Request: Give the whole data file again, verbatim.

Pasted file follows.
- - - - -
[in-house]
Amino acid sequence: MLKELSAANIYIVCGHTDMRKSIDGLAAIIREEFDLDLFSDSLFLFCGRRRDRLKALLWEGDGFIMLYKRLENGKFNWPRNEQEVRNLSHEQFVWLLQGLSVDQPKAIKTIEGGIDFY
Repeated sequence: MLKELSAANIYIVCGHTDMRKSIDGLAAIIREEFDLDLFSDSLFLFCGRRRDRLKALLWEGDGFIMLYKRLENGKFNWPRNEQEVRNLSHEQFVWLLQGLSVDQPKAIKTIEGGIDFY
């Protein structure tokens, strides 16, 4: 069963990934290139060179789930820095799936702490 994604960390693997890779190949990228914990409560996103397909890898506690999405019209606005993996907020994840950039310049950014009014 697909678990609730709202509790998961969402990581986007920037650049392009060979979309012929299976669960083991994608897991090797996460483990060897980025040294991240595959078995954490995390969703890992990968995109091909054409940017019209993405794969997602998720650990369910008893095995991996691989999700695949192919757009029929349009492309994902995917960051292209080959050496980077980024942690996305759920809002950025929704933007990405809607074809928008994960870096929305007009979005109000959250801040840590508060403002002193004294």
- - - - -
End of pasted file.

[in-house]
Amino acid sequence: MLKELSAANIYIVCGHTDMRKSIDGLAAIIREEFDLDLFSDSLFLFCGRRRDRLKALLWEGDGFIMLYKRLENGKFNWPRNEQEVRNLSHEQFVWLLQGLSVDQPKAIKTIEGGIDFY
Repeated sequence: MLKELSAANIYIVCGHTDMRKSIDGLAAIIREEFDLDLFSDSLFLFCGRRRDRLKALLWEGDGFIMLYKRLENGKFNWPRNEQEVRNLSHEQFVWLLQGLSVDQPKAIKTIEGGIDFY
């Protein structure tokens, strides 16, 4: 069963990934290139060179789930820095799936702490 994604960390693997890779190949990228914990409560996103397909890898506690999405019209606005993996907020994840950039310049950014009014 697909678990609730709202509790998961969402990581986007920037650049392009060979979309012929299976669960083991994608897991090797996460483990060897980025040294991240595959078995954490995390969703890992990968995109091909054409940017019209993405794969997602998720650990369910008893095995991996691989999700695949192919757009029929349009492309994902995917960051292209080959050496980077980024942690996305759920809002950025929704933007990405809607074809928008994960870096929305007009979005109000959250801040840590508060403002002193004294």